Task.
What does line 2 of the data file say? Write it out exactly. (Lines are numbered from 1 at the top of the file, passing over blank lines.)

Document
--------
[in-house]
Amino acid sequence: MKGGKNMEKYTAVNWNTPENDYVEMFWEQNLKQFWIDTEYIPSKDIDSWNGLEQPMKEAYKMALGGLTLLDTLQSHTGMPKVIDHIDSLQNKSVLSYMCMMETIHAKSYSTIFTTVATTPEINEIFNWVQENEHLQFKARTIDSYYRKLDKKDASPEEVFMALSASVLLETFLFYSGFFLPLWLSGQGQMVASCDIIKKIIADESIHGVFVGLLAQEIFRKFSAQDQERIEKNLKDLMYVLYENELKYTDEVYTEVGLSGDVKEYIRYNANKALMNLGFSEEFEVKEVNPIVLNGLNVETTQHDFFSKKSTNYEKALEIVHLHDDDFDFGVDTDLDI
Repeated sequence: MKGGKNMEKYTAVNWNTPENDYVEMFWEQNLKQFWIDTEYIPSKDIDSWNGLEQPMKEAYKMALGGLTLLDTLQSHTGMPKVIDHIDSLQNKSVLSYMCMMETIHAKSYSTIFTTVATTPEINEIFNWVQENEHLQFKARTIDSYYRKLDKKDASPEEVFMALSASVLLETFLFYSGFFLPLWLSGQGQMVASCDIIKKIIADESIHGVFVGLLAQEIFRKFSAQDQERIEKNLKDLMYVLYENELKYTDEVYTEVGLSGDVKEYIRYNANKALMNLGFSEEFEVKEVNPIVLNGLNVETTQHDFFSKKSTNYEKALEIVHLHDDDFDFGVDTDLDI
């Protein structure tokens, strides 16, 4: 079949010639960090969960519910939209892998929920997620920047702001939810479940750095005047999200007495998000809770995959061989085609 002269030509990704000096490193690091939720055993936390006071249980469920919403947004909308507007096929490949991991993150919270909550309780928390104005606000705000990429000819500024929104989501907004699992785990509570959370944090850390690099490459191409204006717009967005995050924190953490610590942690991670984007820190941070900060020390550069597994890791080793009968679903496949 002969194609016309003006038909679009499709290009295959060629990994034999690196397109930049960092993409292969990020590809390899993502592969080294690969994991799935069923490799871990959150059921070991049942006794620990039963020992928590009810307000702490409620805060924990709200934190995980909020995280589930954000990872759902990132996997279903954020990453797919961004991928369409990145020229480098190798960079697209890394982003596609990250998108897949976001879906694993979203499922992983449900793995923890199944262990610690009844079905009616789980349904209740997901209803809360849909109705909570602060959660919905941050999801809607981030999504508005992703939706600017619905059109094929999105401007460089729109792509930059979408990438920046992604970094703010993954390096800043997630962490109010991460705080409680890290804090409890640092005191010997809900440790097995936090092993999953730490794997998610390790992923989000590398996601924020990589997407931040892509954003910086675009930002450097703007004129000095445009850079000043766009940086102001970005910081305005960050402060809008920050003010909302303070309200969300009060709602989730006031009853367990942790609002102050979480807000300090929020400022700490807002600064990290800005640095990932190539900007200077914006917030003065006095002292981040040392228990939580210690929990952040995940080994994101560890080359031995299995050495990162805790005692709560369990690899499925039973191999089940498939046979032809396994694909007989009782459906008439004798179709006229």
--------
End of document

Amino acid sequence: MKGGKNMEKYTAVNWNTPENDYVEMFWEQNLKQFWIDTEYIPSKDIDSWNGLEQPMKEAYKMALGGLTLLDTLQSHTGMPKVIDHIDSLQNKSVLSYMCMMETIHAKSYSTIFTTVATTPEINEIFNWVQENEHLQFKARTIDSYYRKLDKKDASPEEVFMALSASVLLETFLFYSGFFLPLWLSGQGQMVASCDIIKKIIADESIHGVFVGLLAQEIFRKFSAQDQERIEKNLKDLMYVLYENELKYTDEVYTEVGLSGDVKEYIRYNANKALMNLGFSEEFEVKEVNPIVLNGLNVETTQHDFFSKKSTNYEKALEIVHLHDDDFDFGVDTDLDI